Interview with Jeannette Tornare 2024 /1 - Childhood cancer: Supporting the family - Campaigns - Current - Kinderkrebsschweiz

This is how you can help

“There are gaps in our social system”

An interview with Jeannette Tornare, affected mother and Secretary General of ARFEC

Interview mit Jeannette Tornare

ARFEC, the Western Switzerland Association of Families with a Child with Cancer, was founded more than 35 years ago by parents with the aim of organising a network of affected people to help and support each other. Jeannette Tornare is the Secretary General of ARFEC and herself an affected mother. With her experience, she helps other parents to cope better with the difficult time during and after treatment.

Ms Tornare, when a child is diagnosed with cancer, it always affects the whole family. Can you tell us about the challenges those affected face?

Initially, the overriding factor is the family’s fear – fear for their child. But relatively quickly, parents start thinking about specific logistical and administrative challenges. These range from the reorganisation of their normal everyday life and childcare for siblings to professional and financial problems. When a child has cancer, it turns the affected family’s life upside down from one moment to the next. Virtually overnight, everything has to be completely reorganised. Many parents rightly ask themselves how they will be able to spin all the individual plates. Unfortunately, not all families can fall back on a personal network that can support and sustain them emotionally, and not all of them have the necessary resources to survive financially in the long term. And that is why help from outside is all the more important. As a self-help organisation, we are aware of the different needs and know from experience that empowered parents are better able to help their child through the difficult time of therapy.


Your daughter was diagnosed with cancer in 2010. What helped you as a family during this difficult time?

I was very lucky to have a very understanding employer and an environment that was very supportive of my family. This allowed me to flexibly adapt my working hours to my daughter’s state of health and at the same time clear my head for at least a few hours. That really helped me. As I was able to keep my part-time job and my husband continued to work full time, we were still able to make ends meet financially. We also received a lot of help from our personal environment. My neighbour was always willing to lend a hand with our other two children and my mother came to stay to take care of the housework. Thanks to this extensive support, we managed to get through the difficult time reasonably well. Based on my experience at ARFEC, however, I know that this is not a matter of course. There are plenty of parents whose employers show little or no understanding and who simply cannot count on a great deal of help from their social environment, whether relatives, friends or acquaintances. The situation can then escalate relatively quickly and the families affected need support as quickly and easily as possible.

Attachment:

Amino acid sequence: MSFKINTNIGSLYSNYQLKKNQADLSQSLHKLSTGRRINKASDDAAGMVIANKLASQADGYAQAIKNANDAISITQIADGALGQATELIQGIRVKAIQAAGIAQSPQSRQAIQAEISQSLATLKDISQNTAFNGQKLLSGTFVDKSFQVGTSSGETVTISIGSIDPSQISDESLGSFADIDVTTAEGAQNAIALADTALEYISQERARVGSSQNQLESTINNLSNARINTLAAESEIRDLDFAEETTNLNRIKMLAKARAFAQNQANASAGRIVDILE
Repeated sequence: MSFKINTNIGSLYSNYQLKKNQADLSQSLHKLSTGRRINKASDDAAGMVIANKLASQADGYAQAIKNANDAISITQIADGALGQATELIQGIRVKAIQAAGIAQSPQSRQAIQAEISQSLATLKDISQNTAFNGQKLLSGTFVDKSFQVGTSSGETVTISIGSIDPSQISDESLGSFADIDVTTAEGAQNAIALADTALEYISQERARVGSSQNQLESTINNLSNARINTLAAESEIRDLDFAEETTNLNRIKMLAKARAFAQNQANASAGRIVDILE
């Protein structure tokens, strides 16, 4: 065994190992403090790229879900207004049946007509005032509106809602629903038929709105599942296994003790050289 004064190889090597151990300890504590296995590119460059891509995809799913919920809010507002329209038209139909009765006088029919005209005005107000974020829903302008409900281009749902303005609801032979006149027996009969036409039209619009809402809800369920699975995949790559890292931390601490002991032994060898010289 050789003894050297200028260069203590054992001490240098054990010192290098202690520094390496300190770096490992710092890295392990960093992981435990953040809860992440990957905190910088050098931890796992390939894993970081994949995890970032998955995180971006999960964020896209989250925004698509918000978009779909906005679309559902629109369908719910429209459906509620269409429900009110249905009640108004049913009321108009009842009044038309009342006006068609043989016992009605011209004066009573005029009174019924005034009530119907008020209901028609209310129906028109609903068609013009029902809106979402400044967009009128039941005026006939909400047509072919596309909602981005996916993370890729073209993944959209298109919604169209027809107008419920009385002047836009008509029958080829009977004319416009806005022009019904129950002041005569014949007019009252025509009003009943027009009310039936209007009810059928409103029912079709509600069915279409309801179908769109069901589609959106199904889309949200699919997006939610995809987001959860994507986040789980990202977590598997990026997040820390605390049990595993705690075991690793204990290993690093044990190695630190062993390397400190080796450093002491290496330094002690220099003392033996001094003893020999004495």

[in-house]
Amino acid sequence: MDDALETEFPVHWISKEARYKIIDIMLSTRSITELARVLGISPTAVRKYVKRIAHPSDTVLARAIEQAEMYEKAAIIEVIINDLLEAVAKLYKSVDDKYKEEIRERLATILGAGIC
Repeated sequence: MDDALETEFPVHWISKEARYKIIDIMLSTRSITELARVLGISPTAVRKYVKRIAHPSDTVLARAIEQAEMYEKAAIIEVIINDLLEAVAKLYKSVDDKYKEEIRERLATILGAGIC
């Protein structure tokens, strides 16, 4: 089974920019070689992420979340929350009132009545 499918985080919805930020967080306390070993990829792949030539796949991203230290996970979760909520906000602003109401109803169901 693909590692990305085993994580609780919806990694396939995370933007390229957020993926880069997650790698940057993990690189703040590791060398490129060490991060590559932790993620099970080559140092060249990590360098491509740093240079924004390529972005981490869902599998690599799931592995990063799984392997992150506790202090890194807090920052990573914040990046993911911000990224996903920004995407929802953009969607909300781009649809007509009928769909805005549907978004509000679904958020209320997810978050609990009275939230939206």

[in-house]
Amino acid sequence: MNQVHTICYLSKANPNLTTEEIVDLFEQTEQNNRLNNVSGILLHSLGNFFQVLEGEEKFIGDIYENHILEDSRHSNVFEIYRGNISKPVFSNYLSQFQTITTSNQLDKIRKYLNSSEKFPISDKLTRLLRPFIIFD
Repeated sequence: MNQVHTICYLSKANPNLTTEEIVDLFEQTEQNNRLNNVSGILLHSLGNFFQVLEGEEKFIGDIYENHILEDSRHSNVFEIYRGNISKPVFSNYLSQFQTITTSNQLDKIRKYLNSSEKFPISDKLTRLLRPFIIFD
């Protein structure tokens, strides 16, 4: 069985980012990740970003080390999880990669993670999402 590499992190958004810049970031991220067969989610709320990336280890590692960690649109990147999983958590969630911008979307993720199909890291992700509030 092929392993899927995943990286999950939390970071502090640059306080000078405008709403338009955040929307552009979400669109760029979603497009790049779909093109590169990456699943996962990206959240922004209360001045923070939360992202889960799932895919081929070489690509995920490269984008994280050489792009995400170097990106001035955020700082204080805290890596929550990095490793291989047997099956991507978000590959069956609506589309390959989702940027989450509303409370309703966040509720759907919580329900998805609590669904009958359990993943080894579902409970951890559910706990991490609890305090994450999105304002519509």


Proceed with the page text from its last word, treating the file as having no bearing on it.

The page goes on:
What can a social network do to take the pressure off affected families?

It’s often small things and gestures that count. For example, going shopping, preparing meals, doing the laundry, mowing the lawn and other such things. Or offering to look after the siblings as they suffer too and often get short shrift. Sometimes it is enough to simply have time to listen when things are particularly difficult and just be around in the long term. What helps those affected most are concrete offers of help and not open questions such as “What can I do?”. So the best idea is to think about what would make sense beforehand and approach the parents with this specific suggestion. Another issue for families is the school situation. Many worry that their child is losing touch with both their school work and their classmates. More online and hybrid lessons would help here and ensure that children affected by cancer suffer less from loneliness. And finally, there is still the question of reconciling care and work. More openness and a greater number of solutions with regard to more flexible working time models would make it possible to combine both care and work, and prevent families from having to struggle with the loss of their livelihood in addition to the fear of having a seriously ill child.